first_imgShe defeated Anastasia Pavlyuchenkova in straight sets overnight to book her place in the last four. He defeated Jo Wilfred Tsonga in straight sets and could now face Roger Federer for a place in the final.The former world number one takes on Mischa Zverev in his quarter-final later this morning.Earlier Venus Williams qualified for the women’s semi-finals for the first time in 14 years.last_img

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Virat Kohlis Pakistani fans bail plea dismissed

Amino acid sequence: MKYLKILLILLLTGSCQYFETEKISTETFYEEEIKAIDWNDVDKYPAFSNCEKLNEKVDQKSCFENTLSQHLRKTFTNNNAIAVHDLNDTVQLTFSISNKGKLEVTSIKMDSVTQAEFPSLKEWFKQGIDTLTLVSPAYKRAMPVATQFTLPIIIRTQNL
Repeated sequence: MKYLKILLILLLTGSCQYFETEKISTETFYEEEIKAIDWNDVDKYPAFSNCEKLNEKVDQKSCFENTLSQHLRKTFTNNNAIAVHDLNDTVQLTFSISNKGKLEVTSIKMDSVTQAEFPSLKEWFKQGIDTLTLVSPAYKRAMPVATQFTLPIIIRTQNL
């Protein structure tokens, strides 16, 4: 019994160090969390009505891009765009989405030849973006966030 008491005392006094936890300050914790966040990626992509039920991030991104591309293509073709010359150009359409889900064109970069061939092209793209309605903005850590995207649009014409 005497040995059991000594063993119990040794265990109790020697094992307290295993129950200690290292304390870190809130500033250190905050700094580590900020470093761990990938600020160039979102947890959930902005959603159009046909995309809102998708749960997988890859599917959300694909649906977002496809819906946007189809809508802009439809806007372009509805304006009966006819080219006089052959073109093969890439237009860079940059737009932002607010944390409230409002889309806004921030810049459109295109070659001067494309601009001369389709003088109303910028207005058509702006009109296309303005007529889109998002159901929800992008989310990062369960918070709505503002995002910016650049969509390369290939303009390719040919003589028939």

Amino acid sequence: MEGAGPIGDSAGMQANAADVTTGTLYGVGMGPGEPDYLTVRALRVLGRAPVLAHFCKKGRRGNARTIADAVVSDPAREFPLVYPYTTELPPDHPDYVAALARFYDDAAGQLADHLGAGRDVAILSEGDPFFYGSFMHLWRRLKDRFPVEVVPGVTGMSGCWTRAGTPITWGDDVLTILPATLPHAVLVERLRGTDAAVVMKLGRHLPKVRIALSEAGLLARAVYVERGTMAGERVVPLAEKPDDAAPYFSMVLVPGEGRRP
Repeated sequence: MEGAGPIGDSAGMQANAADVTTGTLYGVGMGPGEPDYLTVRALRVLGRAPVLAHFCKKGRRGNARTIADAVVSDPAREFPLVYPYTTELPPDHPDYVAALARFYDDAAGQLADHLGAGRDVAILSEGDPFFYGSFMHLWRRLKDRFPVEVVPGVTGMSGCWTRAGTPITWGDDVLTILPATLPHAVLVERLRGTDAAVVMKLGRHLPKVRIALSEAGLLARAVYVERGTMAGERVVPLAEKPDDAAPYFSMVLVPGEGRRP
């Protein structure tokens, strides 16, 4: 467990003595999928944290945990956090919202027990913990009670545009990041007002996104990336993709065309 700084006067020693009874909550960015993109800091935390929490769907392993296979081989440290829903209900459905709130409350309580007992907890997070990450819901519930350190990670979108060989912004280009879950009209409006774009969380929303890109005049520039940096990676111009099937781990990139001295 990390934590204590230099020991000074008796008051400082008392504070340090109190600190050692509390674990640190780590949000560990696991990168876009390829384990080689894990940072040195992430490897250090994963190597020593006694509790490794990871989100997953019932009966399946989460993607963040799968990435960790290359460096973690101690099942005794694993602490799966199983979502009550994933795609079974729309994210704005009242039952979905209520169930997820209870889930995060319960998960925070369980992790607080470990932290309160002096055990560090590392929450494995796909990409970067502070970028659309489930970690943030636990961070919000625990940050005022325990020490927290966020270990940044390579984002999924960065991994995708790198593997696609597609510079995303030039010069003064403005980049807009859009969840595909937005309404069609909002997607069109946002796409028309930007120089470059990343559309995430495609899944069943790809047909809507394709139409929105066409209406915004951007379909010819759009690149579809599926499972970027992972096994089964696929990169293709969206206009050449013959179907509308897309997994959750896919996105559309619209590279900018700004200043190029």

first_imgFrom M ZulqernainLahore, Feb 19 (PTI) Notwithstanding a police clean chit, a Pakistani court has dismissed the bail plea of a young die-hard fan of ace cricketer Virat Kohli who was arrested on treason charges for hoisting the Indian flag atop his home.Umar Daraz, a 22-year-old Kohli lookalike, is facing an imprisonment of up to 10 years for hoisting the Indian flag atop his house in Okara district in Punjab province.District court judge Anique Anwar announced his verdict yesterday.”We are disappointed and will challenge the decision in the sessions court,” said Darazs counsel Aamir Bhatti.Police officer Aziz Cheema told reporters he had said in his report that no evidence was found that Daraz committed “treason”.However, the judge dismissed his bail plea.Daraz, a tailor by profession, was arrested from his house on January 25 in a village about 200 kilometres from Lahore. The police registered an FIR against him under section 123-A of Pakistan Penal Code and 16 Maintenance of Public Order.The section 123-A (acts of damaging the sovereignty of the country) carries a maximum punishment of 10 years in jail or fine or both.Earlier Bhatti told the court that his client was innocent as he hoisted the Indian flag only to support his favourite cricketer who was playing against Australia at the time.He said Daraz committed the mistake without knowing the implications. “This is not a case in which someone was hoisting the flag of any country for its love. During football World Cup matches people here used to hoist Brazil and Argentina flags and nobody minds it because the gesture is seen in a sports perspective. This is a similar case.”advertisement”I am a big fan of Virat Kohli. I support the Indian team because of Kohli. Hoisting of Indian flag on the rooftop of my house only shows my love for the Indian cricketer,” Daraz had said.He said he had no idea that he committed a crime, urging the authorities to pardon him as he should be seen as “an Indian cricketers fan and not as a spy.”Large photographs of Kohli were found on the walls of Darazs house. He was arrested the day India beat Australia in a T20 match and Kohli was adjudged man of the match.Some civil society activists and journalists have raised their voice for his release and termed his gesture purely that of a sports lover. PTI MZ ABH AKJ ABHlast_img read more